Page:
Nature or nurture or Good intentions
There is a saying that the “road to hell is paved with good intentions.”
I was thinking of this when I heard that Oliver James was being interviewed on a local radio station. You can listen below if you like. The talk gave James a chance to talk about his ideas (and the new book) there was no real questioning going on. It starts off in interesting territory but as James continues the end conclusion is somewhat alarming.
At its best the argument is in favour of therapy for (mental) health and offers up the hope that you are not somehow doomed by a genetic factor. And that change is possible. However the idea that parents somehow cause the most damage to their children is not a welcome one at all. Unless of course it is a way to use guilt to sell more books. Which of itself is not a tactic I could support at all.
Professor Marcus Munafo disagrees with Oliver James. Genetic denialism is unhelpful – genes play a role in who we are
“How should we interpret these findings? First, genetic influences capture the molecular hand we are dealt at birth, but these effects are not fixed. Developmental processes can compensate for some of these inherited differences (a process known as canalization), and these genetic effects will not operate in isolation – they will both influence and be influenced by our environment, from conception onwards.
Second, these influences only capture a proportion of risk for an outcome, and this only makes sense when we are talking about a population. People will lie somewhere along a continuum of genetic risk (with most people somewhere in the middle), but even those lying at one end of the distribution will not have a guaranteed outcome.”
Deborah Orr writes in Oliver James is dangerously wrong to blame parents for their children’s mental illness
“James’s misinterpretations and mistakes were pointed out to him before his book was published. In a letter to the British Psychological Society’s periodical, the Psychologist, Stuart Ritchie of the University of Edinburgh responded robustly to a paper James submitted on the same themes as his book. Ritchie pointed out that Plomin’s quote, and therefore James’s thinking, was out of date. “Genome-wide association studies in 2014 and 2015 have uncovered specific genes related to educational performance, to IQ and to the personality trait of neuroticism.”
Of course this is a rerun of the old debate about nature versus nurture and how we get to be the way we are. The complexity of the science has stepped up a few notches but the ability for most readers to follow the arguments easily leads to more book sales for all the wrong reasons.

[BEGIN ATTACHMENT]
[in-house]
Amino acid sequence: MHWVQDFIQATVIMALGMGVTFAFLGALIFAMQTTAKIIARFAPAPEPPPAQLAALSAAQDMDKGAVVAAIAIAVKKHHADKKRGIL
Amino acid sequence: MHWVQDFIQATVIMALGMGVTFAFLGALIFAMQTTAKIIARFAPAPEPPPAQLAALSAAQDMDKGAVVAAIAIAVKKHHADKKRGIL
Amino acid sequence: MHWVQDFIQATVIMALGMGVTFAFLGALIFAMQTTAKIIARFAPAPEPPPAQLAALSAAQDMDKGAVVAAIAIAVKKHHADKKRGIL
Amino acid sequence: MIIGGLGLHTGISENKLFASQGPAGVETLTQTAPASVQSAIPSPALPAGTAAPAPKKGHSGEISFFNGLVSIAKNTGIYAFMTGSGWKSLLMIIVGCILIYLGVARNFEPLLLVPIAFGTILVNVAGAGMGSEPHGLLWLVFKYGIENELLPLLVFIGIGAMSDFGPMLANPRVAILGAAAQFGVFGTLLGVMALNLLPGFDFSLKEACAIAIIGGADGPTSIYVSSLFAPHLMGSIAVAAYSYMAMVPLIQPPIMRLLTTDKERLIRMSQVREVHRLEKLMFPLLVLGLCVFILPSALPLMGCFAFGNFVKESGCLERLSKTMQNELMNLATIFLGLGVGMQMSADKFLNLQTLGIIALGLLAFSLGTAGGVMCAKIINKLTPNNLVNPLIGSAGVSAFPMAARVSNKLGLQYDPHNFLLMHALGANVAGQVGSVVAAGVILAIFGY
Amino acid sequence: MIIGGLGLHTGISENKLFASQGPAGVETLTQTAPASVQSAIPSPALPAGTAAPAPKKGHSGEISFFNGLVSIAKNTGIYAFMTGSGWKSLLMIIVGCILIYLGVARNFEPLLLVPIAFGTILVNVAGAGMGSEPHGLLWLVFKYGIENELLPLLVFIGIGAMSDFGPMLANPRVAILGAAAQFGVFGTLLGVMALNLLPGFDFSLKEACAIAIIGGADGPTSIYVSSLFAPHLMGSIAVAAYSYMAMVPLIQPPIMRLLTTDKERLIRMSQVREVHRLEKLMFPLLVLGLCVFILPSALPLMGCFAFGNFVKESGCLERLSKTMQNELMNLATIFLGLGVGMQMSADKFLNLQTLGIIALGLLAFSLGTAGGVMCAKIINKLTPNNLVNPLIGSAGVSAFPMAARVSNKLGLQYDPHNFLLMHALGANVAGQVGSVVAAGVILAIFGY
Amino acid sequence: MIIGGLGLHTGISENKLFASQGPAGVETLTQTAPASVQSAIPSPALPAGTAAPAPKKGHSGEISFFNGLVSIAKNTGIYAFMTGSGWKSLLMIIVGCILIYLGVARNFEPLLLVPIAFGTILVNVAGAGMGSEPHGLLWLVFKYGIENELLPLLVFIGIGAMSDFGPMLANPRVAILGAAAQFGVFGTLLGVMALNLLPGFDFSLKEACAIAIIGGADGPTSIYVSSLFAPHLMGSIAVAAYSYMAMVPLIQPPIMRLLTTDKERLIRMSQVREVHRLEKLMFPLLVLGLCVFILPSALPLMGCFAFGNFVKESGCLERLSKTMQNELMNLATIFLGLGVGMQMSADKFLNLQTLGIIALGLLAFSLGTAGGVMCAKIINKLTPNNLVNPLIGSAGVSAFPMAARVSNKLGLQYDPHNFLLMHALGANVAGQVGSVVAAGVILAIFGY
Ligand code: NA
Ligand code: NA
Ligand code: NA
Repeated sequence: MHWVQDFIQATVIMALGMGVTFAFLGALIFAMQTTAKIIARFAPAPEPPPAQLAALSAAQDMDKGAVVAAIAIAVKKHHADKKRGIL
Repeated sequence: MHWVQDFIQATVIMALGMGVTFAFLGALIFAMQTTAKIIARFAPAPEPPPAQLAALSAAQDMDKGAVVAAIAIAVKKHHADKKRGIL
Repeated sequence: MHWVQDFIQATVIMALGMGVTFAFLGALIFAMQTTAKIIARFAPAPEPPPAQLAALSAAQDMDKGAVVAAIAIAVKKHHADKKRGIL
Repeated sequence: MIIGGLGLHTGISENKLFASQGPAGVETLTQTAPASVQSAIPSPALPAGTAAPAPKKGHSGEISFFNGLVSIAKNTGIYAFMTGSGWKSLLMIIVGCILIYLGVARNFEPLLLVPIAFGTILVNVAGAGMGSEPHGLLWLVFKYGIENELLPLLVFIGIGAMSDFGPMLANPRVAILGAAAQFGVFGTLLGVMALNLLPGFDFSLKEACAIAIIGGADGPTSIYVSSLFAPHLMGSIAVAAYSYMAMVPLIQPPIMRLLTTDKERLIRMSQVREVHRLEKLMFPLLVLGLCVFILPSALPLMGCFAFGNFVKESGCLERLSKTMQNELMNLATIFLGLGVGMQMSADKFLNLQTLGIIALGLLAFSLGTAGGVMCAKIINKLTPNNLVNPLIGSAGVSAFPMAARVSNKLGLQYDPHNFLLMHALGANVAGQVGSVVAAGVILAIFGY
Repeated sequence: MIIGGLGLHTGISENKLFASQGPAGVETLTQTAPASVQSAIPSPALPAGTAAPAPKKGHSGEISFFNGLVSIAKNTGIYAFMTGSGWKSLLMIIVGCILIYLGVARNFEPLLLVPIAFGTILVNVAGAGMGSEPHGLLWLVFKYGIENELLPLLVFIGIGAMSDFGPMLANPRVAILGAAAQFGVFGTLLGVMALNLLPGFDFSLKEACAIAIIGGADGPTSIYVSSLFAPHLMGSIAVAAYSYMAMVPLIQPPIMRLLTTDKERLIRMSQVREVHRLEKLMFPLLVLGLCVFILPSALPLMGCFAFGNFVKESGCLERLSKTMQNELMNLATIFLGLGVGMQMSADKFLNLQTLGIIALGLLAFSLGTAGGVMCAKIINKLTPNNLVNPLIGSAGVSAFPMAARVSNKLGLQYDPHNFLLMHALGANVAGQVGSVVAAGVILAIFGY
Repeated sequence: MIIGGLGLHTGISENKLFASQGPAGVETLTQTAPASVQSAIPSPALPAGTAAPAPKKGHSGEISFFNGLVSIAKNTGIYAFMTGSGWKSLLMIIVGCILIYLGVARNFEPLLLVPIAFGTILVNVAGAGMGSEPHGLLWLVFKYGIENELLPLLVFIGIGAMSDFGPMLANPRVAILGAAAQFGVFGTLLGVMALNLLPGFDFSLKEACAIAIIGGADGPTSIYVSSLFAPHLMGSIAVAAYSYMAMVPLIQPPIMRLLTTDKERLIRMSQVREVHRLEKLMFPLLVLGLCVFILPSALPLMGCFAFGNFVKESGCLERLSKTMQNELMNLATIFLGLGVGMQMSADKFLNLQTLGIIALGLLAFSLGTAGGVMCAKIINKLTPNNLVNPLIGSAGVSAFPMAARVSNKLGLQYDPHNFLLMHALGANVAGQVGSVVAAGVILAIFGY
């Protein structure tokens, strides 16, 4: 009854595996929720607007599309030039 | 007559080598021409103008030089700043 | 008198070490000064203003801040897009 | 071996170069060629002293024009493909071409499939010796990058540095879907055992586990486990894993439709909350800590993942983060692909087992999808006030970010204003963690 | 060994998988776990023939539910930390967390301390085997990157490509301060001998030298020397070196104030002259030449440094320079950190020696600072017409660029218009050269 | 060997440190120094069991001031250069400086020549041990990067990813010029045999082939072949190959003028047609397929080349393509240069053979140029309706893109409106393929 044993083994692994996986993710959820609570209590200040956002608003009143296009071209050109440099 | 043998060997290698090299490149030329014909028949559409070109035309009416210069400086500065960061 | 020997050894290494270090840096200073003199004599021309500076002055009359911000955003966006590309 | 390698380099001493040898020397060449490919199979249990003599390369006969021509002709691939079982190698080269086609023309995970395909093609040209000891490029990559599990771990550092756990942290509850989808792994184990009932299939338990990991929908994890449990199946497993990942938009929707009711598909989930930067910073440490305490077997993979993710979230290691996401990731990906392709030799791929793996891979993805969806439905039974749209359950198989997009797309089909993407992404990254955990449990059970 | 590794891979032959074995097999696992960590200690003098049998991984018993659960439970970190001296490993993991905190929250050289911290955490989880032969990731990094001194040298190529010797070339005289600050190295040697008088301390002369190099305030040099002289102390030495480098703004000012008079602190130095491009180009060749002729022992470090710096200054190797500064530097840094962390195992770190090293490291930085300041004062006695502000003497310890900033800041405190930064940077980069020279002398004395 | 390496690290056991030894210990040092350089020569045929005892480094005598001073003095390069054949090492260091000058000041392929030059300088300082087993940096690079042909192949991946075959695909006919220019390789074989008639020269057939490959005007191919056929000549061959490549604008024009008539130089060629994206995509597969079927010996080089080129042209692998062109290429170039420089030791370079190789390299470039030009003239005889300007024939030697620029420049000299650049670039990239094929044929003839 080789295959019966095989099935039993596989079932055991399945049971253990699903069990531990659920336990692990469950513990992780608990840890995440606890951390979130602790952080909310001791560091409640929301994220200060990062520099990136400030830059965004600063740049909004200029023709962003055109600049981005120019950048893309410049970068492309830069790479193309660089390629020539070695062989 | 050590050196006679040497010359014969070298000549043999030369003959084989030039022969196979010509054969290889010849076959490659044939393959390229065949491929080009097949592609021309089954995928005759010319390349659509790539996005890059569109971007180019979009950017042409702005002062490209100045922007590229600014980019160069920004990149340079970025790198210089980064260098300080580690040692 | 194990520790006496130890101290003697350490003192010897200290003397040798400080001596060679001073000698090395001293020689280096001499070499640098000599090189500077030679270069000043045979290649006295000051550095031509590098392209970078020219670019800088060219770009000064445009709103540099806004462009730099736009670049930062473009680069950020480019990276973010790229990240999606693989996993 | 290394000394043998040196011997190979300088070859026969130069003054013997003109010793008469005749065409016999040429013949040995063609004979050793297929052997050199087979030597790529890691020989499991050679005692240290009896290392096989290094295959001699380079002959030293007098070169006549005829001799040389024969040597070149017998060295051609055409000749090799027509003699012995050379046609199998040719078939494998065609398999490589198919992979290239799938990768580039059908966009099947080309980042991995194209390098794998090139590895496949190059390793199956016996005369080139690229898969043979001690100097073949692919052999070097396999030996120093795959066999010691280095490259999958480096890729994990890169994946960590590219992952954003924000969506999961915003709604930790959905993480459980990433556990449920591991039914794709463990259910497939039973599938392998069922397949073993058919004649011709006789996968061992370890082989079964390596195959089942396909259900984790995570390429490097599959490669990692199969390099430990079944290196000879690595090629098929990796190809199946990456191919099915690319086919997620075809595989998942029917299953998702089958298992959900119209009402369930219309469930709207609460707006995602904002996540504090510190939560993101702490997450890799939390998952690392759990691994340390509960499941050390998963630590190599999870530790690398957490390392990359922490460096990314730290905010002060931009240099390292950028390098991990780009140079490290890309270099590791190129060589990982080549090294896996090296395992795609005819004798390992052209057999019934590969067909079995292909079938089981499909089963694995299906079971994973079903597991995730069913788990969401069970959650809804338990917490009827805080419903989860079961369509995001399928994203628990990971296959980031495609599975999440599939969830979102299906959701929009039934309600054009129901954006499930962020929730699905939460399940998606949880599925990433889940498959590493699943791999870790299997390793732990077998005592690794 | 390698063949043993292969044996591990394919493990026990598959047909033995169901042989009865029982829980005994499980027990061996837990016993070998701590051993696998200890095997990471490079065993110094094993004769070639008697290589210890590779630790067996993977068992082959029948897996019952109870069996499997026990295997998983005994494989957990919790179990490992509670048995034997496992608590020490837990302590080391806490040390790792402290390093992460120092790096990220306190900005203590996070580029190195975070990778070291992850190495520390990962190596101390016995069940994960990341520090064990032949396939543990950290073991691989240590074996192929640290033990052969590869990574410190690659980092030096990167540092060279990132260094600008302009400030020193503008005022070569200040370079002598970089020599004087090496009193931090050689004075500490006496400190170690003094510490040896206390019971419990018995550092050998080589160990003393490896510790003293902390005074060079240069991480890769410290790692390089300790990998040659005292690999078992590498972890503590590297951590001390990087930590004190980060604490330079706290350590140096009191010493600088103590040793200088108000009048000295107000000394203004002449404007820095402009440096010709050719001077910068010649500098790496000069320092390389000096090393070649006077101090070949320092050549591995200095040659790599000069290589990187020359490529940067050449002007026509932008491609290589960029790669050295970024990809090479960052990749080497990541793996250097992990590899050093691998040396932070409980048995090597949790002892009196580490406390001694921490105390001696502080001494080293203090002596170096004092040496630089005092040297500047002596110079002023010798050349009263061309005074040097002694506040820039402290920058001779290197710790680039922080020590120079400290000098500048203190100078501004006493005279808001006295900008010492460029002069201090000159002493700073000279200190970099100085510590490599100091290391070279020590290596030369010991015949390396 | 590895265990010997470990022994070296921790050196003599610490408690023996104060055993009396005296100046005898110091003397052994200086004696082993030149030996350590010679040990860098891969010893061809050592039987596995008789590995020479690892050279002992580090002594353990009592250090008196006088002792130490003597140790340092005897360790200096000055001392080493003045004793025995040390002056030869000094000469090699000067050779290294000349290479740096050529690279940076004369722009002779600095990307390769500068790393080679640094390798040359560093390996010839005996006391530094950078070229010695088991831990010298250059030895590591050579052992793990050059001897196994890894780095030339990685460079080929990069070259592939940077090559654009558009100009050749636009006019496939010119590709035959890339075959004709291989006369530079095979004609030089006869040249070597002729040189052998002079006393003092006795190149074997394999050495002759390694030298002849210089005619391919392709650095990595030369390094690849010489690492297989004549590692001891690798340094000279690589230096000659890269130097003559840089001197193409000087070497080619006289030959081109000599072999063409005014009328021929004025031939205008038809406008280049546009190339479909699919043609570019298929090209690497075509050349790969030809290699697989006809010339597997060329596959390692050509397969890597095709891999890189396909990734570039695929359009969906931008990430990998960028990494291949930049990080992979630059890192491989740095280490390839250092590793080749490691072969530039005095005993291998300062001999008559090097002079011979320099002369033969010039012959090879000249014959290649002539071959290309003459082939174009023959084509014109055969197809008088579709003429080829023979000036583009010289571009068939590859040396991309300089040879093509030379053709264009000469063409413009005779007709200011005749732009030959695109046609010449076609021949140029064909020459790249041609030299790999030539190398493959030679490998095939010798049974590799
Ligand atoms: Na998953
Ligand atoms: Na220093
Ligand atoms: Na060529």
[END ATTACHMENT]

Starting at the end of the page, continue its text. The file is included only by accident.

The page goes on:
Our intentions are good but we have bought the story and while something good may come out of that it is quite likely that a great deal more analysis is needed.
I was thinking the Oliver James story and the rebuttals when I came across a post about Mother Teresa. In essence the romanticised story about her was very much that. The reality was quite different and in some research called Mother Teresa: Anything but a saint… there is much more detail.
For some context back in the late 70’s I organised a charity concert for a musician – the proceeds of which went to the Mother Teresa mission. In 1979 it was very much pre-internet and we had no real way of easily verifying stories but it seemed like a great idea at the time.
All of us at that event wanted to see positive changes happen. We had bought the myth because we didn’t know it was a myth. On the other hand a lot of people believed that Mother Teresa achieved a great deal. Does it really matter if the reality was different? Maybe.
Paradoxically it is very likely that myth actually created a good deal of positive change. As the researchers note under the heading – Positive effect of the Mother Teresa myth
“Despite Mother Teresa’s dubious way of caring for the sick by glorifying their suffering instead of relieving it, Serge Larivée and his colleagues point out the positive effect of the Mother Teresa myth: “If the extraordinary image of Mother Teresa conveyed in the collective imagination has encouraged humanitarian initiatives that are genuinely engaged with those crushed by poverty, we can only rejoice. It is likely that she has inspired many humanitarian workers whose actions have truly relieved the suffering of the destitute and addressed the causes of poverty and isolation without being extolled by the media. Nevertheless, the media coverage of Mother Theresa could have been a little more rigorous.”